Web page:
Sprint 1: Interaction Design

For this sprint we were given the challenge to design an app to aid researchers in collecting data on Water Quality in the Puget Sound Area. I decided to make an app for the University of Washington students to rate the different water fountains on campus called ?How's the Water?.

Opening Screen for App

They were given the options to take a picture, add a Geo Tag and rate the water source on 5 different categories. I was really proud of my prototype so I made sure to show a lot of my friends- one even helped me with the creation of my video. Click Here to Watch the Video.

I really thought a lot about user design, especially consistently in style. For the app, I chose to use the water drop shape throughout the app design to enhance the application.

I had some problems with the scale of my application. I wanted to add so many details but I learned that a prototype is not at all a final perfect product. I created enough to get my design and concept across to users in a simple form.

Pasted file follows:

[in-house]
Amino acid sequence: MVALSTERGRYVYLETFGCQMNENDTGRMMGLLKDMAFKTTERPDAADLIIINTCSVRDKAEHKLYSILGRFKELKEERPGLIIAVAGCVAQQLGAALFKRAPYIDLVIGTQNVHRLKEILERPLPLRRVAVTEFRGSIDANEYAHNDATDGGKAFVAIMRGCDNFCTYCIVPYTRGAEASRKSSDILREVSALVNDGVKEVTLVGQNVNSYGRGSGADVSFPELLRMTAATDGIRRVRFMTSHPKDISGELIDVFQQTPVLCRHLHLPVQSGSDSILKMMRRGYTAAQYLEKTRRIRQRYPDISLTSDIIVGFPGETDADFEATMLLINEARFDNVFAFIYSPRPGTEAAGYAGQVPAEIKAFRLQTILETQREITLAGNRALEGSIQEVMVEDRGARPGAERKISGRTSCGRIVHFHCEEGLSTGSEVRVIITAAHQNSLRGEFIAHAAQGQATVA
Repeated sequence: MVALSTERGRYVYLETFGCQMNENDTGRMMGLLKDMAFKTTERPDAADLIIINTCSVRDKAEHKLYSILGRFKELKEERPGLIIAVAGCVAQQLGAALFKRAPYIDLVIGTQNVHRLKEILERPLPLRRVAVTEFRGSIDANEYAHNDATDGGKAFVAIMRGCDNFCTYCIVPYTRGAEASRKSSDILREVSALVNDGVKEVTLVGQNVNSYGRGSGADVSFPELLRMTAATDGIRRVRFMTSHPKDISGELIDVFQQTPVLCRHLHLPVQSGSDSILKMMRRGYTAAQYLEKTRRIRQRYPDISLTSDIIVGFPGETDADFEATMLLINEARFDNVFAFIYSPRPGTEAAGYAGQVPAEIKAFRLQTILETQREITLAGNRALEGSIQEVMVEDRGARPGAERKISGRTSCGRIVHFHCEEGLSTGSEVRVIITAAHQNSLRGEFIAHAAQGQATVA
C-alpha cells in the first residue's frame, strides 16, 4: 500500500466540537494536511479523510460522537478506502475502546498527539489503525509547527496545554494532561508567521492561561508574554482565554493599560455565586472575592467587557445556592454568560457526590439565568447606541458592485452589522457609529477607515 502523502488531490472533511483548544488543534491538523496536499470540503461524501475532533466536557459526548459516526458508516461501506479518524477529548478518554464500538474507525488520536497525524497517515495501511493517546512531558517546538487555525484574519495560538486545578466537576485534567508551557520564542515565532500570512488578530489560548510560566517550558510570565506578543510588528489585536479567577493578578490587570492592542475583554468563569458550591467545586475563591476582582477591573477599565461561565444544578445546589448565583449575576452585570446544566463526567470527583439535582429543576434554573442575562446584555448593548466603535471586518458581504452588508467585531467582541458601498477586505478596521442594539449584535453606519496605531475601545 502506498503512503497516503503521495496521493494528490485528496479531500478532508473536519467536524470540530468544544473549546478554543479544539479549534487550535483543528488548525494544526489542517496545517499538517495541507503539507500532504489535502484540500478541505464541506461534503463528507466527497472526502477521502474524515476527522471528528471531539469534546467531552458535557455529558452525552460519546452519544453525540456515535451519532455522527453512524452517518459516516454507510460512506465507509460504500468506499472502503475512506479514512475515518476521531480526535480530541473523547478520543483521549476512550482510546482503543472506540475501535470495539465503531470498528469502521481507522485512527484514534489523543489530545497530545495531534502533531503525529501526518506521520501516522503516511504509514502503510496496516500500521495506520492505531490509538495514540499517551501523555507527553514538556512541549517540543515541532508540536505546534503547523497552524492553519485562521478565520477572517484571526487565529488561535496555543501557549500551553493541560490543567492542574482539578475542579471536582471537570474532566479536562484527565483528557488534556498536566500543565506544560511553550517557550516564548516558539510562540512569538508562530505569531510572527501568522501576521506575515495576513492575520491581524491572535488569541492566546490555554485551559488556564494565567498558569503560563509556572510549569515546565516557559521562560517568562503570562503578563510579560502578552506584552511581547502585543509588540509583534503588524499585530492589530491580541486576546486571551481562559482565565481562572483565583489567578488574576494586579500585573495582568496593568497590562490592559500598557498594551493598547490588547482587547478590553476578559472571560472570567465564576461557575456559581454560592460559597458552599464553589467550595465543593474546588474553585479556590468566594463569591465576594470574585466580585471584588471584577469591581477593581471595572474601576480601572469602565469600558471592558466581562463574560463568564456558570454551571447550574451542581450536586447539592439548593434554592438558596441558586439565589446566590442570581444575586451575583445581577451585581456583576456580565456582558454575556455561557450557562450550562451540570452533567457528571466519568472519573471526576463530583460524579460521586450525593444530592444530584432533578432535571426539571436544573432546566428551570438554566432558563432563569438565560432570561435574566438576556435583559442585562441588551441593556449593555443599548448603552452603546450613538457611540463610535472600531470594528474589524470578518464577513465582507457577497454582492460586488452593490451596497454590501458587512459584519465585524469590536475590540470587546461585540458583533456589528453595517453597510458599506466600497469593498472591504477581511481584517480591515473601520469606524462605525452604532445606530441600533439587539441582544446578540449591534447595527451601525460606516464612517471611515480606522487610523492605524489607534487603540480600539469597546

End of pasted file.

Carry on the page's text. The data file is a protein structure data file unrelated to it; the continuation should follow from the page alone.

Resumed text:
Thank You screen featured after new entry. Featuring water drop design.

I really liked using the POP platform. Even though it did not work on my phone and was sort of a pain to use on the computer, I learned a lot. It was very fun and a great experience to actually create an application that could be used and tested without too much technical work. It was great to see my idea come to life.

I think that this kind of work is extremely important in the real world. I know one place we could use this interaction design strategy is in educational tools. I wrote about how a lot of library databases I use for class are a huge struggle to find the content I want. It is important to work on having great content but the content might not ever reach the public if the design doesn’t allow the content to be accessible! I also think that textbook layouts could really benefit from this. There is a noticeable difference between textbooks from the last 10 years to now, there is more graphics and smaller blocks of texts. But a little more interaction design and creation of prototypes could really enhance a student’s experience in reading a textbook just based on the placement of the information.

Interaction design is seen everywhere and can help everywhere!

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